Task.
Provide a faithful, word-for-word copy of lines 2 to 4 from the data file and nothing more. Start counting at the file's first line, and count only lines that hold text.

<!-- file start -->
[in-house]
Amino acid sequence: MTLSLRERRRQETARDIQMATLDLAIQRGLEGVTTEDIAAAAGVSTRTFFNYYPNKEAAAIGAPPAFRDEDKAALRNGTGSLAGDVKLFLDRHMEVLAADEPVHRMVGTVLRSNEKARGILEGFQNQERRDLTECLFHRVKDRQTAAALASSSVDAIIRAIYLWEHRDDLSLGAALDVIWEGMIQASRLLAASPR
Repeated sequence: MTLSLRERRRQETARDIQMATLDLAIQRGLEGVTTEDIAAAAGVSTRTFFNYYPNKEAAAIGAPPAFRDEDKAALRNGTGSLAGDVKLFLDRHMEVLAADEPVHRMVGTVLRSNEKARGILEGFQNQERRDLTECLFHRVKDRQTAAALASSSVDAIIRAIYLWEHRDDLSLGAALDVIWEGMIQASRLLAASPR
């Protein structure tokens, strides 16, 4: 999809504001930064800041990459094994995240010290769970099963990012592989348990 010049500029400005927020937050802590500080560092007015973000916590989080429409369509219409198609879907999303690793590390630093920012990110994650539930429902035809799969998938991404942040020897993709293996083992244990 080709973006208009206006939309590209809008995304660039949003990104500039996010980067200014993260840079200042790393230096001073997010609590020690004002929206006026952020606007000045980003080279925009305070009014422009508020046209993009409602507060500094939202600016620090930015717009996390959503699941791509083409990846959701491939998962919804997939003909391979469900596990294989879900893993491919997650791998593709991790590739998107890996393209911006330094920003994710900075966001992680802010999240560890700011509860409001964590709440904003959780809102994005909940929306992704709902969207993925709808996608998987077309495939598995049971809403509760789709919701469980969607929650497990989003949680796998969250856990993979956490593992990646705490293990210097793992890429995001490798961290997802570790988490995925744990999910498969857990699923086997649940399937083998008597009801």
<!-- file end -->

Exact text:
Amino acid sequence: MTLSLRERRRQETARDIQMATLDLAIQRGLEGVTTEDIAAAAGVSTRTFFNYYPNKEAAAIGAPPAFRDEDKAALRNGTGSLAGDVKLFLDRHMEVLAADEPVHRMVGTVLRSNEKARGILEGFQNQERRDLTECLFHRVKDRQTAAALASSSVDAIIRAIYLWEHRDDLSLGAALDVIWEGMIQASRLLAASPR
Repeated sequence: MTLSLRERRRQETARDIQMATLDLAIQRGLEGVTTEDIAAAAGVSTRTFFNYYPNKEAAAIGAPPAFRDEDKAALRNGTGSLAGDVKLFLDRHMEVLAADEPVHRMVGTVLRSNEKARGILEGFQNQERRDLTECLFHRVKDRQTAAALASSSVDAIIRAIYLWEHRDDLSLGAALDVIWEGMIQASRLLAASPR
């Protein structure tokens, strides 16, 4: 999809504001930064800041990459094994995240010290769970099963990012592989348990 010049500029400005927020937050802590500080560092007015973000916590989080429409369509219409198609879907999303690793590390630093920012990110994650539930429902035809799969998938991404942040020897993709293996083992244990 080709973006208009206006939309590209809008995304660039949003990104500039996010980067200014993260840079200042790393230096001073997010609590020690004002929206006026952020606007000045980003080279925009305070009014422009508020046209993009409602507060500094939202600016620090930015717009996390959503699941791509083409990846959701491939998962919804997939003909391979469900596990294989879900893993491919997650791998593709991790590739998107890996393209911006330094920003994710900075966001992680802010999240560890700011509860409001964590709440904003959780809102994005909940929306992704709902969207993925709808996608998987077309495939598995049971809403509760789709919701469980969607929650497990989003949680796998969250856990993979956490593992990646705490293990210097793992890429995001490798961290997802570790988490995925744990999910498969857990699923086997649940399937083998008597009801």